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On taxing paternity benefits

Case No. 35/2009

 THE CONSTITUTIONAL COURT OF THE REPUBLIC OF LITHUANIA

 RULING

ON THE COMPLIANCE OF ITEM 2 (WORDINGS OF 2 JULY 2002 AND 23 DECEMBER 2008) OF PARAGRAPH 1 OF ARTICLE 17 OF THE REPUBLIC OF LITHUANIA LAW ON PERSONAL INCOME TAX WITH THE CONSTITUTION OF THE REPUBLIC OF LITHUANIA

 14 December 2012

Vilnius

 

The Constitutional Court of the Republic of Lithuania, composed of the Justices of the Constitutional Court Egidijus Bieliūnas, Toma Birmontienė, Pranas Kuconis, Gediminas Mesonis, Ramutė Ruškytė, Egidijus Šileikis, Algirdas Taminskas, Romualdas Kęstutis Urbaitis, and Dainius Žalimas,

with the secretary—Daiva Pitrėnaitė,

in the presence of the representative of the Vilnius Regional Administrative Court, the petitioner, who was the judge Ernestas Spruogis,

pursuant to Articles 102, 105 of the Constitution of the Republic of Lithuania and Article 1 of the Law on the Constitutional Court of the Republic of Lithuania, on 12 December 2012, in the Court’s public hearing considered constitutional justice case No. 35/2009 subsequent to the petition (No. 1B-44/2009) of the Vilnius Regional Administrative Court, the petitioner, requesting investigation into whether the provision “Non-taxable income shall include the following: <...> 2) benefits paid from the state and municipal budgets and the budget of the State Social Insurance Fund, with the exception of sickness benefits, maternity and maternity (paternity) benefits” of Paragraph 1 of Article 17 (wordings of 2 July 2002 and 23 December 2008) of the Republic of Lithuania Law on Personal Income Tax insofar as, according to the petitioner, it does not establish that the paternity benefit is attributed to non-taxable income exemptions, was not in conflict with Paragraph 1 of Article 29 of the Constitution of the Republic of Lithuania and the constitutional principle of a state under the rule of law.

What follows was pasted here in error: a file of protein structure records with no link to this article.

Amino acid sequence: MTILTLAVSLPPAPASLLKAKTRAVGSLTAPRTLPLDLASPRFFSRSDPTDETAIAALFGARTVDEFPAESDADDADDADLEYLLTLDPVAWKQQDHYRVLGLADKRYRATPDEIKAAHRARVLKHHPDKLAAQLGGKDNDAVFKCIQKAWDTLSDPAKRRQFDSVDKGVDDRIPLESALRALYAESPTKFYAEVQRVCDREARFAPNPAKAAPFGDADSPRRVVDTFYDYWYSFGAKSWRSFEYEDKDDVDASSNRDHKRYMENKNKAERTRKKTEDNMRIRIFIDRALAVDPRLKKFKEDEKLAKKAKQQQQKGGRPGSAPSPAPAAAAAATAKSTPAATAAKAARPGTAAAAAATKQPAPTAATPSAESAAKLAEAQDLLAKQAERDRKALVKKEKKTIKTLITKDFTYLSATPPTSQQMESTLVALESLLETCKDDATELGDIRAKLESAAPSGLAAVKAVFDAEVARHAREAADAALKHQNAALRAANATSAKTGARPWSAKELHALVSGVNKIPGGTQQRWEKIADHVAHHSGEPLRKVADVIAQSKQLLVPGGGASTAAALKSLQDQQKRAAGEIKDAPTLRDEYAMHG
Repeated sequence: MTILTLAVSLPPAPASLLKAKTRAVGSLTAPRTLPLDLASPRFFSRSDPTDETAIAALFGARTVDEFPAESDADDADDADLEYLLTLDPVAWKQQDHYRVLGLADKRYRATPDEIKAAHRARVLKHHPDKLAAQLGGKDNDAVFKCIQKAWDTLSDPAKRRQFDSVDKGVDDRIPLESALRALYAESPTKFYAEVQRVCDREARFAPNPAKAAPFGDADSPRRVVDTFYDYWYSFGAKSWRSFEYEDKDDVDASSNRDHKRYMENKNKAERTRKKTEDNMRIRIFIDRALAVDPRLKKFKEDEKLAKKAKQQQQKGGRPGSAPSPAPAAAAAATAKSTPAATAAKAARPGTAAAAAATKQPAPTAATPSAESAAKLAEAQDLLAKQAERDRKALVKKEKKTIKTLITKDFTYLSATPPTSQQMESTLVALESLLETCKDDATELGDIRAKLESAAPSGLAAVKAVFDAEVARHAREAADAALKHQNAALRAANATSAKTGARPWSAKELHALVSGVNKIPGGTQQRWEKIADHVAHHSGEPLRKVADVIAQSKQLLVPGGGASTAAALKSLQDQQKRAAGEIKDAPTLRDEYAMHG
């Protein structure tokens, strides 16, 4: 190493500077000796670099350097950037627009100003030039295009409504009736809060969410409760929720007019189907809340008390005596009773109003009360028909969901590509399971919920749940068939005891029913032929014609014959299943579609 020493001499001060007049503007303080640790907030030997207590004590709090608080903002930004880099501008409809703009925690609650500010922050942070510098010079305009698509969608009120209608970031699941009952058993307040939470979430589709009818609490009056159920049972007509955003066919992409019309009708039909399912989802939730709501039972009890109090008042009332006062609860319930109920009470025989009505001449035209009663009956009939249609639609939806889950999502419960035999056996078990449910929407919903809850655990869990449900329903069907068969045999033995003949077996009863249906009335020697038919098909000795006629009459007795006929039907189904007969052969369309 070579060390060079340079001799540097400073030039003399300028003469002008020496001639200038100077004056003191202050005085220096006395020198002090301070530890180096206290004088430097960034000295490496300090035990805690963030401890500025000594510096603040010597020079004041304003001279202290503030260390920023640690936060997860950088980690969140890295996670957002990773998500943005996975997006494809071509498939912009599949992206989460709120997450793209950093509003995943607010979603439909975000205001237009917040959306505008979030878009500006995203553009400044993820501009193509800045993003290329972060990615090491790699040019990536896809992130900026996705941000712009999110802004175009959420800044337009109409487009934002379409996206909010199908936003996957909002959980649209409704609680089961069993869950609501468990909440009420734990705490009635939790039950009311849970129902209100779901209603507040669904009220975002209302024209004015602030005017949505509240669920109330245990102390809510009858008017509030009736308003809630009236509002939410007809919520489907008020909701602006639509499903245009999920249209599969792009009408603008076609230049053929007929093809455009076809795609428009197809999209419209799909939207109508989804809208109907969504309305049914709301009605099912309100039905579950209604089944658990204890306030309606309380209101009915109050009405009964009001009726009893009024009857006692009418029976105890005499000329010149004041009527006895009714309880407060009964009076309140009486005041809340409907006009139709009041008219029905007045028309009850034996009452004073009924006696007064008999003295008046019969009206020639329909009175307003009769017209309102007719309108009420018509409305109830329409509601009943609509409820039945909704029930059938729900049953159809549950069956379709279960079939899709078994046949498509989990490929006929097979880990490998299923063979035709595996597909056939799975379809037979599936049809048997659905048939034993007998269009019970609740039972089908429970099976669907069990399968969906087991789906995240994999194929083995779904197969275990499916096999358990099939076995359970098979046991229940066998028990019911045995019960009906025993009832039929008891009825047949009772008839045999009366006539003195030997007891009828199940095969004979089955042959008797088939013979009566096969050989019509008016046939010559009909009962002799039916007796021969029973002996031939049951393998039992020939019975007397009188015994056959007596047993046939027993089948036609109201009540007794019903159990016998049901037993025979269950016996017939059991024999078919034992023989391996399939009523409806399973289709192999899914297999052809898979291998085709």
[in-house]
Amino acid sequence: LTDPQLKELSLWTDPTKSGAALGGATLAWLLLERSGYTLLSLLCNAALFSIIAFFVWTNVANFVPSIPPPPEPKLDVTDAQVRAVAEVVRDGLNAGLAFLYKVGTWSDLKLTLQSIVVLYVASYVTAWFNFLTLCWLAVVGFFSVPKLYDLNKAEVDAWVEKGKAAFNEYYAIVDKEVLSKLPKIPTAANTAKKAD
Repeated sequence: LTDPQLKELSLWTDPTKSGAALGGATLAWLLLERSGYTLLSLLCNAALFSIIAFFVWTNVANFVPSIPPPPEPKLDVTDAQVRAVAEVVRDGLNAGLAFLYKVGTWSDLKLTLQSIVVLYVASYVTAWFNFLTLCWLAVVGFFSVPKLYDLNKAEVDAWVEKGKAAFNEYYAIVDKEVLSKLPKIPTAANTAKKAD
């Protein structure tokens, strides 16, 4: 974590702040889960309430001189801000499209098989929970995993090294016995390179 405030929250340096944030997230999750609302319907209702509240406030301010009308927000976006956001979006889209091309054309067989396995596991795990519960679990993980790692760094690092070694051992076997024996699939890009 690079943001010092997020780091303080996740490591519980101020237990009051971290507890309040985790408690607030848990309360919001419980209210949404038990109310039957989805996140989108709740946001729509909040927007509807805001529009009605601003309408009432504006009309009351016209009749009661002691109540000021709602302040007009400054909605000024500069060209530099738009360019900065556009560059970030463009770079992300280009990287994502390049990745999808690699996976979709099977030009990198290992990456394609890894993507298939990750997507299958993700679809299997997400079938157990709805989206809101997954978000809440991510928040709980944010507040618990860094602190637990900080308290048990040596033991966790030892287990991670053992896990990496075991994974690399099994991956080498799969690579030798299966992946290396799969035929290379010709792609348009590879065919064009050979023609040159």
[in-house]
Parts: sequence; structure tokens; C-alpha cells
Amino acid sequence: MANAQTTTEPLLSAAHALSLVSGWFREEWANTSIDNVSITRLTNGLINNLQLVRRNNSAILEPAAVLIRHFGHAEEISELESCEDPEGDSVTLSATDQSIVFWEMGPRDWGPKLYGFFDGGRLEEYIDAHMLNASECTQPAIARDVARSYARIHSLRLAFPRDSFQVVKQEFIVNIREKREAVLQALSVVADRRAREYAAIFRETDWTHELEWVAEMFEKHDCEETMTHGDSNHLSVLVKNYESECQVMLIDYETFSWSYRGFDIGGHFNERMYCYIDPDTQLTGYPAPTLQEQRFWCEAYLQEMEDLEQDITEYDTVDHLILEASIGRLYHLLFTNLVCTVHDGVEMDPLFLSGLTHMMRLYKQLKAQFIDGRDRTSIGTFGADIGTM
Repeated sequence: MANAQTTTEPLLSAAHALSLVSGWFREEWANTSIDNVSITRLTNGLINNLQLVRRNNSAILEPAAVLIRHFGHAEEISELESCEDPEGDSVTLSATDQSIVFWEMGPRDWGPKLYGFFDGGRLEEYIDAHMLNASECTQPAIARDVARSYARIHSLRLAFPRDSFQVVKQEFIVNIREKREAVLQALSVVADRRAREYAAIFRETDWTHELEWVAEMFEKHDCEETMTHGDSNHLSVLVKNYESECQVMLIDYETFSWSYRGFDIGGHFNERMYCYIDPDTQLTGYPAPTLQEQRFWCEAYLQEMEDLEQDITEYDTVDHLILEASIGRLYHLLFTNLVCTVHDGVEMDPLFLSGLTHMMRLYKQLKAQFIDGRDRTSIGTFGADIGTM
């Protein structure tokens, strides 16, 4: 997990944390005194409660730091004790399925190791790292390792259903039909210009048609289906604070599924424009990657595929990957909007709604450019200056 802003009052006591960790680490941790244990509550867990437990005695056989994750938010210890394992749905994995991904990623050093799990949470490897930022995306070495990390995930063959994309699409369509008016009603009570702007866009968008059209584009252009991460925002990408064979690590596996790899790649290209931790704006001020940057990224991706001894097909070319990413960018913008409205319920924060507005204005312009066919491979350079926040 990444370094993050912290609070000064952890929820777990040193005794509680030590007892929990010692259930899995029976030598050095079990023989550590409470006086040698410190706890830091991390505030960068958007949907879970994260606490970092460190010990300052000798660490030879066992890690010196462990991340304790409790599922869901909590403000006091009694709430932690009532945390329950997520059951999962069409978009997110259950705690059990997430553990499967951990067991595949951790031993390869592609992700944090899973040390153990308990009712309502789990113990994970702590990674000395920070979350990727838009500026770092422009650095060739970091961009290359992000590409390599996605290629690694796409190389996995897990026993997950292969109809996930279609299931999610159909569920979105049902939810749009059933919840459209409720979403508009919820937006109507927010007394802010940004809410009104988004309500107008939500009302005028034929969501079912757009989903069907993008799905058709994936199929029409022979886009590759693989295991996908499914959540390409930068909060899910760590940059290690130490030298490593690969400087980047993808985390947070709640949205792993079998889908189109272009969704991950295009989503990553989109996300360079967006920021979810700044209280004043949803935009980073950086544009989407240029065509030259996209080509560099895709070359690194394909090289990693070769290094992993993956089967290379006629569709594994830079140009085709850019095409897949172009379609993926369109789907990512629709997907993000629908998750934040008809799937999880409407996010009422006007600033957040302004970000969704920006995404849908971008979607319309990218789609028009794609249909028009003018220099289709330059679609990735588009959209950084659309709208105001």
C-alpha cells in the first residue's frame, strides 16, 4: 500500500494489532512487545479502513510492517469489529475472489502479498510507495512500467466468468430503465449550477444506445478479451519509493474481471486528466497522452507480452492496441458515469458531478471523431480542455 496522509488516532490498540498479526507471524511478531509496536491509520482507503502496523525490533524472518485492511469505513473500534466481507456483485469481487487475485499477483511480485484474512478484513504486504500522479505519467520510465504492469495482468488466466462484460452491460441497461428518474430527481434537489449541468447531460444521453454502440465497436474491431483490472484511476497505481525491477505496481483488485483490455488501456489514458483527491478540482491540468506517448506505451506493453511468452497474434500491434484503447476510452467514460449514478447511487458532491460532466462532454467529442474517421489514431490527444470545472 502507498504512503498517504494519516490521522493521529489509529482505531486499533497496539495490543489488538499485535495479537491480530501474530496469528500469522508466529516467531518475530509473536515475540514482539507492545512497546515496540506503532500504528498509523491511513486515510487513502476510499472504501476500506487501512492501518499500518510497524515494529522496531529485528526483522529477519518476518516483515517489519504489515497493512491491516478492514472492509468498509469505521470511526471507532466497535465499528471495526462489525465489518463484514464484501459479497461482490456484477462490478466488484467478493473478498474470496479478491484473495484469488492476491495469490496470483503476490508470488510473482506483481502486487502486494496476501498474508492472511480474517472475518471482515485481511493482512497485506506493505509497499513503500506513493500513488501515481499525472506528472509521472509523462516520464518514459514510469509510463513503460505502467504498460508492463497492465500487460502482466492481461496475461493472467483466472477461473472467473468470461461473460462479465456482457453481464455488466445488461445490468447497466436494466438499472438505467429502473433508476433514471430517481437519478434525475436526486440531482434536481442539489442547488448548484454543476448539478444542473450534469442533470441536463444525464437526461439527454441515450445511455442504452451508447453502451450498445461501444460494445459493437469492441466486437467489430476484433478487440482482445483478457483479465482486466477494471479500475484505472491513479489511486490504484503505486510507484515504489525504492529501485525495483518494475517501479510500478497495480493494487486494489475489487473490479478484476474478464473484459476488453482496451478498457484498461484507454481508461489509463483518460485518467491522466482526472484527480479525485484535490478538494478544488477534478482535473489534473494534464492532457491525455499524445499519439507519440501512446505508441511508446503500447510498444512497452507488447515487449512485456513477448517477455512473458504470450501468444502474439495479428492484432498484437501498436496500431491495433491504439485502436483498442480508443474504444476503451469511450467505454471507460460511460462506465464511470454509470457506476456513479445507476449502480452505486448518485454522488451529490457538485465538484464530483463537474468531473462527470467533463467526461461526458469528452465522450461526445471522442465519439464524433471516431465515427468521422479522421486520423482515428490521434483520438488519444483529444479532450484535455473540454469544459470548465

The Constitutional Court

has established:

I

The petition of the Vilnius Regional Administrative Court, the petitioner, is substantiated by the following arguments.